Several hundred demonstrators had gathered outside the U.N. compound in Mazar-e-Sharif to protest the burning of the Muslim holy book - "the Quran"- by a pastor in the U.S. State of Florida 10 days ago.
U.N. Peacekeeping Chief Alain Le Roy briefed the council on details of the attack, which he received from the U.N.’s top diplomat in Afghanistan, Staffan de Mistura, who went immediately to Mazar-e-Sharif to oversee the investigation.
"There was an important demonstration, and part of the demonstrators rushed into our compound with weapons; and they stormed the compound, they put fire on it and they killed several of our staff."
LeRoy told reporters the dead included three civilian staff - a Swede, a Norwegian and a Romanian - as well as four Nepalese guards contracted to protect the compound. He said no Afghan employees were among the dead.
Le Roy said right now the indication is that the attackers were looking to strike an international target.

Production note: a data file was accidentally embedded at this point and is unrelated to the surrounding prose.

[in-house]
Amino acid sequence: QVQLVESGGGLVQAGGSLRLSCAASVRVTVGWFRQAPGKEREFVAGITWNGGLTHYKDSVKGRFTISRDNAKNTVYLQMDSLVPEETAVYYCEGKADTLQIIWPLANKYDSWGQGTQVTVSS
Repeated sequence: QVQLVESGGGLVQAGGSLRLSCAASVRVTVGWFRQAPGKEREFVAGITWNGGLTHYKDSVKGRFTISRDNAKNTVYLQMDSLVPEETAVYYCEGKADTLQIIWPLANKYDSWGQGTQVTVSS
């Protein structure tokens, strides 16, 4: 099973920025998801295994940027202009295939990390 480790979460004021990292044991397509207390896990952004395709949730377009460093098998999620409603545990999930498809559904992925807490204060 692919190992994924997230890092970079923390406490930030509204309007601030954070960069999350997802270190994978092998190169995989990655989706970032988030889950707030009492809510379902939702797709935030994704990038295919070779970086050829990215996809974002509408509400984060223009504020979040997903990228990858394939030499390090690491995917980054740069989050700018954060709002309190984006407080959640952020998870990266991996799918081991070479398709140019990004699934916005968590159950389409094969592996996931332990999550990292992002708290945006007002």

"We are not sure at all that the U.N. was a target. It happened that U.N. were there, the demonstrations were there. I just discussed myself with SRSG [Special Representative of the Secretary-General] Mr. de Mistura, and his impression as far as now, that the U.N. was not the target. They wanted to take a target, so of course they used this one. They wanted maybe to find an international target and the U.N. was the one here in Mazar-e-Sharif."
He said the U.N. would be temporarily evacuating staff in Mazar-e-Sharif while security there is reviewed. Le Roy also announced that two senior advisers of the Secretary-General, as well as the head of U.N. Security, would leave Friday night for Kabul.
Speaking earlier in Nairobi, U.N. Secretary-General Ban Ki-moon condemned the attack as "outrageous and cowardly" and said it cannot be justified under any circumstances.
And in a statement, the Security Council also strongly condemned the attack and called for the Afghan authorities to bring the perpetrators to justice.